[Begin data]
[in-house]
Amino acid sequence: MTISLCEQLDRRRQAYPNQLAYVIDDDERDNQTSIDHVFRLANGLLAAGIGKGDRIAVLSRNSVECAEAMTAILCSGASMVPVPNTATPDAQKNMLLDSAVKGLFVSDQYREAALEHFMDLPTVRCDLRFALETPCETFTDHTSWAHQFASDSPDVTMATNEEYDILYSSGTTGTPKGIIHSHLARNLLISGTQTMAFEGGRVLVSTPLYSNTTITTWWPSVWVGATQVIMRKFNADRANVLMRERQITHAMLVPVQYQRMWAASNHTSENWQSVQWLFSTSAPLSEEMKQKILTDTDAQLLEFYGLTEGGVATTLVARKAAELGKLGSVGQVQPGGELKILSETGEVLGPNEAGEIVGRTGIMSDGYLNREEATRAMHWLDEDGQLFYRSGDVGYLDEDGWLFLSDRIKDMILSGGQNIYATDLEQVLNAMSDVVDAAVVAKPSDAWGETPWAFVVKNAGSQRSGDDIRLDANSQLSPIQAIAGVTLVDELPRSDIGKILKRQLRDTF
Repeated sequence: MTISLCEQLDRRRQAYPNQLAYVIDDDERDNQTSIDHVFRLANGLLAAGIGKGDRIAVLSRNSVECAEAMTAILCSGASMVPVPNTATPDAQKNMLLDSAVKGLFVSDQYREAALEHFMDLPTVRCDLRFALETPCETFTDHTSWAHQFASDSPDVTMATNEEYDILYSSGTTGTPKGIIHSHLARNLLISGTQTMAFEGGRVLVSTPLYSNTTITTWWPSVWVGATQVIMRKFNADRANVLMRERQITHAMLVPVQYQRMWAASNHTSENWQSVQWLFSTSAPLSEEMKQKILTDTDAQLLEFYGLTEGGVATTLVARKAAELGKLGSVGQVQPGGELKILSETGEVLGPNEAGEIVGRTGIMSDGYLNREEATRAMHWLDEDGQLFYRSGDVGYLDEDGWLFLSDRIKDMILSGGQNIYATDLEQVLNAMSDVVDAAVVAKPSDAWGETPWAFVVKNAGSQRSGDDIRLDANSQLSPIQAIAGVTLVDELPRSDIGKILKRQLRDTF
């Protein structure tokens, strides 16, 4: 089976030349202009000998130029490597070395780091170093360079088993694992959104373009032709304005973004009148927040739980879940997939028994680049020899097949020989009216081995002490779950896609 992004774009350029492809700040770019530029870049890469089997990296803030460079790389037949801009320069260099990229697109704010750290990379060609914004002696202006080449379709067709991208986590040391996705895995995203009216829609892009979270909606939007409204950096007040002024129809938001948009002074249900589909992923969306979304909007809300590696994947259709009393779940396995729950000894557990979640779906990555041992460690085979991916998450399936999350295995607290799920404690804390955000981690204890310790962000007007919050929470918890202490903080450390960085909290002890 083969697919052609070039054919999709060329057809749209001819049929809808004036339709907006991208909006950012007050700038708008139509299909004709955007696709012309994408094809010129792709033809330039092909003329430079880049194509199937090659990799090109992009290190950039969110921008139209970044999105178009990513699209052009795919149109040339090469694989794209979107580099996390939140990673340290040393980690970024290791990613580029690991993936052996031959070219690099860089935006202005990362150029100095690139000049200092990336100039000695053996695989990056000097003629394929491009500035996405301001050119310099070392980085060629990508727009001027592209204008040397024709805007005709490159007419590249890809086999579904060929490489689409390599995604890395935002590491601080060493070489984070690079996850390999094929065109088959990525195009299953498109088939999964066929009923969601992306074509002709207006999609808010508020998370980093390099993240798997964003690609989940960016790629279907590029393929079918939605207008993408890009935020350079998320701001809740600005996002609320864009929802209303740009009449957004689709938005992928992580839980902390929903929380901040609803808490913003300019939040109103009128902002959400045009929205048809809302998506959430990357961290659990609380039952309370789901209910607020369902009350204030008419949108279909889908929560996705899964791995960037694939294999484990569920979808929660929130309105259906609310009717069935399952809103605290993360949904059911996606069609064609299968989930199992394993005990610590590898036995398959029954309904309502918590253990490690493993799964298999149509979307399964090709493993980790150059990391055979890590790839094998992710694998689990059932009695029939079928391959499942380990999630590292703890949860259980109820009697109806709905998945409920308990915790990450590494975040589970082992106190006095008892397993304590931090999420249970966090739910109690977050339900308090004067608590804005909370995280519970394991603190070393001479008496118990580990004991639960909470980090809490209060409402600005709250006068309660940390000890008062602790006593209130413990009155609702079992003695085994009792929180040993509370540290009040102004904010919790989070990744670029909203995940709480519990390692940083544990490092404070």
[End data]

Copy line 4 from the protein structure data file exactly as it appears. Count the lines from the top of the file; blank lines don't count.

């Protein structure tokens, strides 16, 4: 089976030349202009000998130029490597070395780091170093360079088993694992959104373009032709304005973004009148927040739980879940997939028994680049020899097949020989009216081995002490779950896609 992004774009350029492809700040770019530029870049890469089997990296803030460079790389037949801009320069260099990229697109704010750290990379060609914004002696202006080449379709067709991208986590040391996705895995995203009216829609892009979270909606939007409204950096007040002024129809938001948009002074249900589909992923969306979304909007809300590696994947259709009393779940396995729950000894557990979640779906990555041992460690085979991916998450399936999350295995607290799920404690804390955000981690204890310790962000007007919050929470918890202490903080450390960085909290002890 083969697919052609070039054919999709060329057809749209001819049929809808004036339709907006991208909006950012007050700038708008139509299909004709955007696709012309994408094809010129792709033809330039092909003329430079880049194509199937090659990799090109992009290190950039969110921008139209970044999105178009990513699209052009795919149109040339090469694989794209979107580099996390939140990673340290040393980690970024290791990613580029690991993936052996031959070219690099860089935006202005990362150029100095690139000049200092990336100039000695053996695989990056000097003629394929491009500035996405301001050119310099070392980085060629990508727009001027592209204008040397024709805007005709490159007419590249890809086999579904060929490489689409390599995604890395935002590491601080060493070489984070690079996850390999094929065109088959990525195009299953498109088939999964066929009923969601992306074509002709207006999609808010508020998370980093390099993240798997964003690609989940960016790629279907590029393929079918939605207008993408890009935020350079998320701001809740600005996002609320864009929802209303740009009449957004689709938005992928992580839980902390929903929380901040609803808490913003300019939040109103009128902002959400045009929205048809809302998506959430990357961290659990609380039952309370789901209910607020369902009350204030008419949108279909889908929560996705899964791995960037694939294999484990569920979808929660929130309105259906609310009717069935399952809103605290993360949904059911996606069609064609299968989930199992394993005990610590590898036995398959029954309904309502918590253990490690493993799964298999149509979307399964090709493993980790150059990391055979890590790839094998992710694998689990059932009695029939079928391959499942380990999630590292703890949860259980109820009697109806709905998945409920308990915790990450590494975040589970082992106190006095008892397993304590931090999420249970966090739910109690977050339900308090004067608590804005909370995280519970394991603190070393001479008496118990580990004991639960909470980090809490209060409402600005709250006068309660940390000890008062602790006593209130413990009155609702079992003695085994009792929180040993509370540290009040102004904010919790989070990744670029909203995940709480519990390692940083544990490092404070």